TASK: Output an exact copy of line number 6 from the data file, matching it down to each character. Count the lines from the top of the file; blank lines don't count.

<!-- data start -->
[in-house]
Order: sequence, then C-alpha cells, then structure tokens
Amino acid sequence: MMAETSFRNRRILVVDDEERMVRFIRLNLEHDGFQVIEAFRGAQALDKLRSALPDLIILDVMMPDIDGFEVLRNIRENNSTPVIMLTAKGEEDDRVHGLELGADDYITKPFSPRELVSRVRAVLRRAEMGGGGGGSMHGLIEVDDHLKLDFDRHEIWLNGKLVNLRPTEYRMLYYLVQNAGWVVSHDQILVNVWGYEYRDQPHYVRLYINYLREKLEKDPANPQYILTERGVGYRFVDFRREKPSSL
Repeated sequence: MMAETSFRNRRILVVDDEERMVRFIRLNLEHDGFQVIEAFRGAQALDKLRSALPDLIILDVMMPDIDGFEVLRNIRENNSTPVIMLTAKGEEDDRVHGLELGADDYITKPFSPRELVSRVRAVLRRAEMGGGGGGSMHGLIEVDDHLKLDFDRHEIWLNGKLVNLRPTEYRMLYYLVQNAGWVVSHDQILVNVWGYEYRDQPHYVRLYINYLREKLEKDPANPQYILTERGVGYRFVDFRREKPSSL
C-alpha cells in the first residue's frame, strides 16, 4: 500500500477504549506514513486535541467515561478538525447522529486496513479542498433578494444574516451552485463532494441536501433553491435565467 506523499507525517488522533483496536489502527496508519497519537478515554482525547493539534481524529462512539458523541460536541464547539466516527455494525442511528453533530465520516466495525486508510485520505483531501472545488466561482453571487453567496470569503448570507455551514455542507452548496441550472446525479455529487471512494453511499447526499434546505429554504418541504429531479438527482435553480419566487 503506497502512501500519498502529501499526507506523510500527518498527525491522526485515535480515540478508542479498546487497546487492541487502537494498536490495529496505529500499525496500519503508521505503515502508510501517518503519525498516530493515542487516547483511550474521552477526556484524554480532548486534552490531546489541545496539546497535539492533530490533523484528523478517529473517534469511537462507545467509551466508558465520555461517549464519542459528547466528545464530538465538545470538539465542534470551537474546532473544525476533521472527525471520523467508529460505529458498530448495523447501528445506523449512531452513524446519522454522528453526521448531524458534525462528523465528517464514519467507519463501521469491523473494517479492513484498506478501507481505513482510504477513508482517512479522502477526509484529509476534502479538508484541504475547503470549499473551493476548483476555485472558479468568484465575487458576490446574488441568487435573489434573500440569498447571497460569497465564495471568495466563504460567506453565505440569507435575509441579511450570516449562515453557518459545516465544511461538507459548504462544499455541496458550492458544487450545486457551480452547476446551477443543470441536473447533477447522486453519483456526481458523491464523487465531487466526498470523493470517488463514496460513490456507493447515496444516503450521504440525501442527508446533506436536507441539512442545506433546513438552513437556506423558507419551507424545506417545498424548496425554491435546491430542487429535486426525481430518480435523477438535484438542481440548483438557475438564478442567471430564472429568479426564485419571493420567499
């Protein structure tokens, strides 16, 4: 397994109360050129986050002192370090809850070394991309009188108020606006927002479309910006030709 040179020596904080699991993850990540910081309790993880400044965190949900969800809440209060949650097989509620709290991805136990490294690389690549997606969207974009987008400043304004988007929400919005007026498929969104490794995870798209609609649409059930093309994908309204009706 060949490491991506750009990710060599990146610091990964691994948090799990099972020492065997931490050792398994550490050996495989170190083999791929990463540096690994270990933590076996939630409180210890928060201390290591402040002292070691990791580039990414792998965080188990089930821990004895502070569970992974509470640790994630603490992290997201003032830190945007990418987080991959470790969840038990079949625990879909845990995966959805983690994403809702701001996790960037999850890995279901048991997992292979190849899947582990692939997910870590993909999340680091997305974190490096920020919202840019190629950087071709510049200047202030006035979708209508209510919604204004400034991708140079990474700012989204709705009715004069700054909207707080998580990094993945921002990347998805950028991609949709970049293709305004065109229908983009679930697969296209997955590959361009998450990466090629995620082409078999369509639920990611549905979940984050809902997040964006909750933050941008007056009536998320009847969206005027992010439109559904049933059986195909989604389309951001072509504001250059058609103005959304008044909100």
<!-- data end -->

């Protein structure tokens, strides 16, 4: 397994109360050129986050002192370090809850070394991309009188108020606006927002479309910006030709 040179020596904080699991993850990540910081309790993880400044965190949900969800809440209060949650097989509620709290991805136990490294690389690549997606969207974009987008400043304004988007929400919005007026498929969104490794995870798209609609649409059930093309994908309204009706 060949490491991506750009990710060599990146610091990964691994948090799990099972020492065997931490050792398994550490050996495989170190083999791929990463540096690994270990933590076996939630409180210890928060201390290591402040002292070691990791580039990414792998965080188990089930821990004895502070569970992974509470640790994630603490992290997201003032830190945007990418987080991959470790969840038990079949625990879909845990995966959805983690994403809702701001996790960037999850890995279901048991997992292979190849899947582990692939997910870590993909999340680091997305974190490096920020919202840019190629950087071709510049200047202030006035979708209508209510919604204004400034991708140079990474700012989204709705009715004069700054909207707080998580990094993945921002990347998805950028991609949709970049293709305004065109229908983009679930697969296209997955590959361009998450990466090629995620082409078999369509639920990611549905979940984050809902997040964006909750933050941008007056009536998320009847969206005027992010439109559904049933059986195909989604389309951001072509504001250059058609103005959304008044909100």